T-Mobile, Where Second Place = “Undisputed” Champ

Yesterday, T-Mobile sent out a press release claiming that it is now the industry leader in prepaid wireless (we’ll get to that later). The statement from the magenta mobile provider also included the boast that T-Mobile “has maintained the undisputed title of America’s fastest nationwide 4G LTE network” and links to a recent test as evidence. Problem is, the results of that test don’t seem to back up T-Mobile’s horn-tooting.

The T-Mo press release cites these comparative 4G LTE test results posted by CNET’s Lynn La earlier this week.

La put all four national carriers through the same tests to see how their LTE networks stacked up against each other.

I would think that anyone claiming they were the “undisputed” title holder for LTE speeds would have to have placed first in all the tests, but T-Mobile apparently thinks differently.

That’s not to say that T-Mobile didn’t do very well on the CNET tests.

Its download rate of 38.04 Mbps was only slightly behind AT&T’s 40.5 Mbps. Likewise, the two carriers had nearly identical upload rates, with AT&T’s 19.81 edging out T-Mobile with 19.36.

Those numbers are something for any wireless carrier to brag about and they’re many times faster than the current FCC standard for broadband.

Much like Verizon’s unnecessarily misleading customer satisfaction charts, there is a lot for T-Mobile to brag about in the CNET results.

The smaller carrier did beat out all the competition in the three media download tests. A 1.4GB movie downloaded in only 5 minutes, 28 seconds on T-Mo, more than a minute faster than AT&T.

It also performed respectably on the web-browsing tests, tying or being only a second behind the leader in load times.

For a the smallest of the four majors to be offering speeds that are competitive, if not better, is something for T-Mobile to brag about. Unfortunately, the company is apparently taking the position “Why be honest and say we’re doing a good job when we can fib and say we’re the greatest thing ever?”

Speaking of which, let’s get back to the initial reason that T-Mobile sent out the press release — its claim that it had passed Sprint to become the #1 prepaid wireless provider in the country.

That’s debatable. Let’s look at this graph from Jan Dawson of Jackdaw Research:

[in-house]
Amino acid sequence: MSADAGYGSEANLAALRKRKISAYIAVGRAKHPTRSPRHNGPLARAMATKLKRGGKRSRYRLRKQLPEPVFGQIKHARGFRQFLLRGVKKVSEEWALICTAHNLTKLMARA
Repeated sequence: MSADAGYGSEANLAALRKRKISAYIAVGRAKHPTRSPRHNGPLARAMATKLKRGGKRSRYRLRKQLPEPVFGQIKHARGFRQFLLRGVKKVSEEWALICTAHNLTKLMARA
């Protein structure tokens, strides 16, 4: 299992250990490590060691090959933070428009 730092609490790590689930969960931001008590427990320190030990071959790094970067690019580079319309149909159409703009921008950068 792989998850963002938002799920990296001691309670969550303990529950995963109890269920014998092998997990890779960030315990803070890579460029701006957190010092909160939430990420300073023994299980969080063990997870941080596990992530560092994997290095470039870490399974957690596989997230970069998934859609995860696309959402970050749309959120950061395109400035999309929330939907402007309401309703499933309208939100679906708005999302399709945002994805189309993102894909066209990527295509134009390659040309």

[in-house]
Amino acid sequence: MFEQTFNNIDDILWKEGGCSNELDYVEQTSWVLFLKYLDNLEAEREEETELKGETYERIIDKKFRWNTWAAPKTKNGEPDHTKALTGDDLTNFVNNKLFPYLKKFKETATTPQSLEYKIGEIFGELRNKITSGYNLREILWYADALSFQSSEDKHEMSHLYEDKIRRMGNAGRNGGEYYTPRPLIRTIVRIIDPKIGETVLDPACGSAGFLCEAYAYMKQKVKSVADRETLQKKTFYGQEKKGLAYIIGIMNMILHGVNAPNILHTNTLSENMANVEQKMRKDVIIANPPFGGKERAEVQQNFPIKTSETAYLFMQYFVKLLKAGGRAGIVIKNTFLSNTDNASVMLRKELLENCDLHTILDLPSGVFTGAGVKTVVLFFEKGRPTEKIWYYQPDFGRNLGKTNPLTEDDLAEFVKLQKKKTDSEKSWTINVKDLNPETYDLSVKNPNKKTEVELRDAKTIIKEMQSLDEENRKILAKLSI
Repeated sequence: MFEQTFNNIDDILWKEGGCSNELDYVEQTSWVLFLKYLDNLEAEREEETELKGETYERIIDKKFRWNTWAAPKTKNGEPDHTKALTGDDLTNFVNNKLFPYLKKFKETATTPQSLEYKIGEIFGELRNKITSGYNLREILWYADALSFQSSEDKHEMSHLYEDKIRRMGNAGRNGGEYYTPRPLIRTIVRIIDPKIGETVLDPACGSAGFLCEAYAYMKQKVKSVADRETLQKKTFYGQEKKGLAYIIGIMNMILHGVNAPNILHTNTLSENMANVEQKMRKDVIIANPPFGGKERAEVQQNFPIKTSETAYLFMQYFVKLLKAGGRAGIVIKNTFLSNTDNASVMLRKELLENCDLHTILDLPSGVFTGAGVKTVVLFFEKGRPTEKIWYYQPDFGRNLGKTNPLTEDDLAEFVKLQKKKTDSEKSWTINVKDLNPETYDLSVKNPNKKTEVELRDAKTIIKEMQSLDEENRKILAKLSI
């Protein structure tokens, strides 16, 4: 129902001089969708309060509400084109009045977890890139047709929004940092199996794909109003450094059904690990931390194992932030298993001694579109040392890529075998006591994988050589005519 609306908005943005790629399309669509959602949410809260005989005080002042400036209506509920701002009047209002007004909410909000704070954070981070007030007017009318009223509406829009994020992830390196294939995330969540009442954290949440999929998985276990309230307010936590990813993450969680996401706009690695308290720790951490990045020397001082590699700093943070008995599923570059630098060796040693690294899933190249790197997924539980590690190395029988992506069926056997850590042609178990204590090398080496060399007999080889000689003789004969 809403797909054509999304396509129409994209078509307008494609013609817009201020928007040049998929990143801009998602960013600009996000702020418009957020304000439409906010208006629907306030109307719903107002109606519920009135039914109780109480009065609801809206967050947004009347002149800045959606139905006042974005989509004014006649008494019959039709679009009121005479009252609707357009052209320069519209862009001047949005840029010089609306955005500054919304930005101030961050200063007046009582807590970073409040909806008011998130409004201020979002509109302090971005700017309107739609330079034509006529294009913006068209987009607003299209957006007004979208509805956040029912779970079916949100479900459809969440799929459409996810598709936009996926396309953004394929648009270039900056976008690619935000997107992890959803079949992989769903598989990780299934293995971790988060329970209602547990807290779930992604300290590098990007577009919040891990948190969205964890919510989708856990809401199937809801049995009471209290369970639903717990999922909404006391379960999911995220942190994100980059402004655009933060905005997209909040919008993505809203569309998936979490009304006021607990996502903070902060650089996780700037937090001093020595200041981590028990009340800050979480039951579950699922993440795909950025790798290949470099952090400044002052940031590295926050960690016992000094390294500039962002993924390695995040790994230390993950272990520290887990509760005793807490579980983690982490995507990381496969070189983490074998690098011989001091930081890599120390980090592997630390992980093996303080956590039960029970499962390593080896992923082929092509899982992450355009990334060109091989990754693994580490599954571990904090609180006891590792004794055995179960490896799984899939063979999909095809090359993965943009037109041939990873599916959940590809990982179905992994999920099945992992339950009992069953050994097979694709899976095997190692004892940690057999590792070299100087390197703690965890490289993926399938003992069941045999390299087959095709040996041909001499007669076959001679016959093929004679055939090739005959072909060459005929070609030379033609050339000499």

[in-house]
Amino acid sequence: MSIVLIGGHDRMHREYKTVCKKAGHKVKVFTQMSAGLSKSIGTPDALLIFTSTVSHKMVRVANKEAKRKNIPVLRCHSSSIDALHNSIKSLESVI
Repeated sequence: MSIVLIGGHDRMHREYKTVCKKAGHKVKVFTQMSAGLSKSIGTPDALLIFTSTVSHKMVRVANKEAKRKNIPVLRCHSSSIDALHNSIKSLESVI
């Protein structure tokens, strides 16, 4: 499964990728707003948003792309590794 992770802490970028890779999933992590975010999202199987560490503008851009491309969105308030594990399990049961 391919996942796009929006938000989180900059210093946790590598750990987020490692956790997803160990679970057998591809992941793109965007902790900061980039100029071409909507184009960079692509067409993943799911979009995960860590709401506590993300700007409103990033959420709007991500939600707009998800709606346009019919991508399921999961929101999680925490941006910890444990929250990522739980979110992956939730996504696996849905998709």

T-Mobile (the pink line) does indeed appear to have overtaken Sprint (the yellow line), but that’s that dark blue line that has about 10 million more subscribers? Oh, it’s Tracfone, owned by Mexico’s América Móvil.

Now, Tracfone’s U.S. service uses other carriers’ networks for its phone service. So in terms of companies that sell prepaid service that works on a network owned by the same company, T-Mobile may indeed be the leader.

Dear T-Mobile: There’s nothing wrong with admitting that you’re not always the fastest. Or at the very least, if you’re going to boast about being the fastest, make sure you link to research that backs up your claim.

And, after looking at those CNET results, just thank your luck stars you weren’t bought by Sprint.

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  1. Liberal says:

    tmobile does not have enough towers for me

  2. mrkake says:

    I don’t consider Tracphone on the same level as other wireless providers. On TMobile, Sprint (Virgin Mobile/Boost), etc. you can get unlimited data plans with a somewhat modern phone. From what I thought and just confirmed the best I could on tracphone’s site, they dont offer ANY modern phones – you can bring your own phone, but they don’t offer a real data plan, meaning that your $$$ would last 10 minutes doing anything serious assuming their network could even support it.

    I don’t think that T-Mobile should be forced to consider Tracphone when saying they are #1. Tracphone might have more phones out there… but they are not providing the same level or quality of service and honestly I think theres a good amount of people out there including myself who wouldn’t even consider them competitors.

    Tracphone is a phone for people who want a phone for emergencies or barely ever use their phone.
    The other pre-paid (if you buy the right plan) are for people who want a serious phone but don’t want to be in a contract.